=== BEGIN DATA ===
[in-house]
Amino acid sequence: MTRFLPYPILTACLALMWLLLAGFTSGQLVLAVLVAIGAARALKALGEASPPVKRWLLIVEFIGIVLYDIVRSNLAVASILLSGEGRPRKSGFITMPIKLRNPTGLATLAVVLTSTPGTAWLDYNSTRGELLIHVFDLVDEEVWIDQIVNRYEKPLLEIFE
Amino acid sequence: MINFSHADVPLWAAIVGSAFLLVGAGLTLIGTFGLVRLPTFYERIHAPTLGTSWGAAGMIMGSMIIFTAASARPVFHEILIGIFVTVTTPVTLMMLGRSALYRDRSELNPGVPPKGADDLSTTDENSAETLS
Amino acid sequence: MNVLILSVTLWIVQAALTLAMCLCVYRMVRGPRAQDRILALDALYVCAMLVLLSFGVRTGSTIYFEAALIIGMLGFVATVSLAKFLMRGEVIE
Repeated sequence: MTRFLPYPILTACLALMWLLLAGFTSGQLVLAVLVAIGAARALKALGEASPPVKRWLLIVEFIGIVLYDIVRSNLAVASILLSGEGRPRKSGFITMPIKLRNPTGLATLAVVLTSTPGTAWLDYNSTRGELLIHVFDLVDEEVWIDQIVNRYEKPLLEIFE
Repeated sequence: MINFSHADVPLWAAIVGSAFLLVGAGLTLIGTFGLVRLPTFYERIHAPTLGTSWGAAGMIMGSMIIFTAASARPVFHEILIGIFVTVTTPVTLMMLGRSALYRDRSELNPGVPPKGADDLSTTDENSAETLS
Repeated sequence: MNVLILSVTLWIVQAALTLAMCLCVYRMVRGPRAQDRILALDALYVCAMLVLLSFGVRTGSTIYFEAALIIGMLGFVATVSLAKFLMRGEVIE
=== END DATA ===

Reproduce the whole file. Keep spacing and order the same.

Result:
[in-house]
Amino acid sequence: MTRFLPYPILTACLALMWLLLAGFTSGQLVLAVLVAIGAARALKALGEASPPVKRWLLIVEFIGIVLYDIVRSNLAVASILLSGEGRPRKSGFITMPIKLRNPTGLATLAVVLTSTPGTAWLDYNSTRGELLIHVFDLVDEEVWIDQIVNRYEKPLLEIFE
Amino acid sequence: MINFSHADVPLWAAIVGSAFLLVGAGLTLIGTFGLVRLPTFYERIHAPTLGTSWGAAGMIMGSMIIFTAASARPVFHEILIGIFVTVTTPVTLMMLGRSALYRDRSELNPGVPPKGADDLSTTDENSAETLS
Amino acid sequence: MNVLILSVTLWIVQAALTLAMCLCVYRMVRGPRAQDRILALDALYVCAMLVLLSFGVRTGSTIYFEAALIIGMLGFVATVSLAKFLMRGEVIE
Repeated sequence: MTRFLPYPILTACLALMWLLLAGFTSGQLVLAVLVAIGAARALKALGEASPPVKRWLLIVEFIGIVLYDIVRSNLAVASILLSGEGRPRKSGFITMPIKLRNPTGLATLAVVLTSTPGTAWLDYNSTRGELLIHVFDLVDEEVWIDQIVNRYEKPLLEIFE
Repeated sequence: MINFSHADVPLWAAIVGSAFLLVGAGLTLIGTFGLVRLPTFYERIHAPTLGTSWGAAGMIMGSMIIFTAASARPVFHEILIGIFVTVTTPVTLMMLGRSALYRDRSELNPGVPPKGADDLSTTDENSAETLS
Repeated sequence: MNVLILSVTLWIVQAALTLAMCLCVYRMVRGPRAQDRILALDALYVCAMLVLLSFGVRTGSTIYFEAALIIGMLGFVATVSLAKFLMRGEVIE